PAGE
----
Six months after trading Jimmy Garoppolo for peanuts, two months after benching Malcolm Butler in the Super Bowl, in the midst of a war with the greatest quarterback of all-time that put Belichick at odds with an owner who couldn't bear the thought of a post-Brady Patriots - Belichick was trying to trade the best tight end in football. 

Regardless of how rancorous things had gotten or how much Gronk and Brady were acting out, that there was no Camp David summit meeting prior to Gronk being almost dealt is both ridiculous and not the least bit surprising. 

I don't know what kind of machinations the Patriots had in place if they dealt Gronk - I'm sure it wouldn't have included Brian Hoyer throwing to Dwayne Allen for the opener - but whatever scenario unfolded, the Patriots wouldn't have been better now without Gronk and Brady. 

They are what's best for the football team. And Gronk saying "Me no go!" saved the Patriots. For now. 



Report: Gronk doesn't travel with Patriots, but not ruled out yet

Report: Gronk doesn't travel with Patriots, but not ruled out yet

Rob Gronkowski didn't travel with the Patriots to Chicago but he's not being ruled out for the game Sunday against the Bears, according to multiple reports.

Gronkowski popped up on the injury report with a back issue for the first time this week on Friday. He had been limited by an ankle injury earlier this season but has played in all six Patriots regular-season games.

Gronkowski was not made available to reporters following Sunday's win over the Chiefs, but he spoke with Patriots Insider Tom E. Curran briefly. Gronkowski later spoke to reporters on Monday and Wednesday. I also caught up with him on Friday for a few minutes.

In none of those media interactions did Gronkowski indicate that he was dealing with a serious ailment. On Wednesday I asked him how he felt.

"Feeling good," he said. "It's football."

No limitations because of his injured ankle, which has had him on the injury report for weeks?

"No," he said. "I feel good."

Our interaction Friday focused on the postgame chat he had with Tom Brady following the win over the Chiefs. Our photographer Glenn Gleason got video of the pair chatting briefly and Brady saying "forever . . . You know that, you know that," followed by Gronkowski saying "appreciate it."

Gronkowski told me the back-and-forth was a byproduct of Gronkowski seeking out his quarterback to thank him for  going to him late in the game. Gronkowski hauled in a pair of long catches to help the Patriots beat the Chiefs, including what was essentially a game-winning completion to set up Stephen Gostkowski for a chip-shot game-winning field goal.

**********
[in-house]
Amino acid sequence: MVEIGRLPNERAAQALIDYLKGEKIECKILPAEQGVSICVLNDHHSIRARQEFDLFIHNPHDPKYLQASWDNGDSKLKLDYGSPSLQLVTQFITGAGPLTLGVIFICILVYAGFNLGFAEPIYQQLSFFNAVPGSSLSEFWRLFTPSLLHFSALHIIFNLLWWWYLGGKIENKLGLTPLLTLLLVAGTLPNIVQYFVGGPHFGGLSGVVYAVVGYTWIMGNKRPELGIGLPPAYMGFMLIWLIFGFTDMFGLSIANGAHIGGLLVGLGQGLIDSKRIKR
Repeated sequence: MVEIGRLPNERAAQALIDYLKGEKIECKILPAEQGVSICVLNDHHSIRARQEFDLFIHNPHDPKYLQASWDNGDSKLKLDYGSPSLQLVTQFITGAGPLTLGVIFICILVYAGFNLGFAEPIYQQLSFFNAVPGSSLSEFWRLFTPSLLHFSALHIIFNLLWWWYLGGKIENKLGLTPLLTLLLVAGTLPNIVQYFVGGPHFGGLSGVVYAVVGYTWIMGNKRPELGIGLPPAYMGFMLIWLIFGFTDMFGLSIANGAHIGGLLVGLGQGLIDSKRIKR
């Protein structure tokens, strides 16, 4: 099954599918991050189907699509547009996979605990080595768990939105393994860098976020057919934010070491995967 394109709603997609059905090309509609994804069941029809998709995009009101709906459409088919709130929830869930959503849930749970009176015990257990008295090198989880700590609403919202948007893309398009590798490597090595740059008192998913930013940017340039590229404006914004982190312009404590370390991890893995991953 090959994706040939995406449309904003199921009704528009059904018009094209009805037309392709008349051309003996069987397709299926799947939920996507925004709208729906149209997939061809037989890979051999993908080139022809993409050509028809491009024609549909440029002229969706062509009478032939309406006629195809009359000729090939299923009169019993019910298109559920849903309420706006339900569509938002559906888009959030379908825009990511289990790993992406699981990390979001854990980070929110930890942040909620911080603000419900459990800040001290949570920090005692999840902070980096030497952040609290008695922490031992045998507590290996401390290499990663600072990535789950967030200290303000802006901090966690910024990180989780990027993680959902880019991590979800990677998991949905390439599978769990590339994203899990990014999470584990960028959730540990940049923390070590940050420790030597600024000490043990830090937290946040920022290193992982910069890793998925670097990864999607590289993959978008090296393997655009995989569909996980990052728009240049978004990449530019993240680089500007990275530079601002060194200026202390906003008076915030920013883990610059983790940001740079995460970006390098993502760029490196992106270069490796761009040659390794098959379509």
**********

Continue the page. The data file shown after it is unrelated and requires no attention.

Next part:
If Gronkowski can't play, as is suspected, the Patriots will likely lean on Dwayne Allen and Jacob Hollister at tight end. Hollister is dealing with a hamstring injury that has him questionable for Sunday.

The Patriots could also cut back on their tight-end usage overall if Gronkowski can't go, relying on their backs and receivers to move the football against one of the NFL's stingiest defenses through six weeks.

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Reports: Gilmore restructure creates cap space for Patriots, how will they use it?

Reports: Gilmore restructure creates cap space for Patriots, how will they use it?

The recent restructuring of cornerback Stephon Gilmore's contract has given the Patriots more than $5.3 million in cap space to work with. Will they use it to make a deal before the Oct. 30 trade deadline?

The Patriots recently converted most of Gilmore's $4.95 million of salary into a signing bonus prorated over four years, creating $3.7 million in cap room, as first reported by NFL Network's Tom Pelissero

Gilmore's cap number goes from $12.5 million to $8.8, according to Miguel Benzan of Boston Sports Journal. That gives the Pats $5.379 million in cap space, per NFL Players Association records. With needs at safety, linebacker, defensive end and perhaps running back, New England may use that to facilitate a trade by the 4 p.m. deadline Oct. 30. 

The Patriots are usually active at the deadline with most recent notable acquisitions of cornerback Aqib Talib in 2012, linebackers Akeem Ayers and Jonathan Casillas in 2014, defensive tackle Akiem Hicks and linebacker Jonathan Bostic in 2015 and linebacker Kyle Van Noy in 2016, and, of course, the acquisition of a second-round pick from the 49ers for quarterback Jimmy Garoppolo last year.